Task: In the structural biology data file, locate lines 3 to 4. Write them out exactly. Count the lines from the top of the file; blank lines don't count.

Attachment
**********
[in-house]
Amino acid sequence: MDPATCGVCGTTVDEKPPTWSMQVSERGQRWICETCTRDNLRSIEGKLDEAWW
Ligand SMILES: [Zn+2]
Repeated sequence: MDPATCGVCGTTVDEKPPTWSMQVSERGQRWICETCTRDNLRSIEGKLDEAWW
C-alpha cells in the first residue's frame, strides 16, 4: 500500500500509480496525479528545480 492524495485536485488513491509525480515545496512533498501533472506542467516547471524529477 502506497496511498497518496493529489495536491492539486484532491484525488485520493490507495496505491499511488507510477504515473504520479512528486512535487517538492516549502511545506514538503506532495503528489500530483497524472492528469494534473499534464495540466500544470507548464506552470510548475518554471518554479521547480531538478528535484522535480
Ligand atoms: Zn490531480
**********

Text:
Ligand SMILES: [Zn+2]
Repeated sequence: MDPATCGVCGTTVDEKPPTWSMQVSERGQRWICETCTRDNLRSIEGKLDEAWW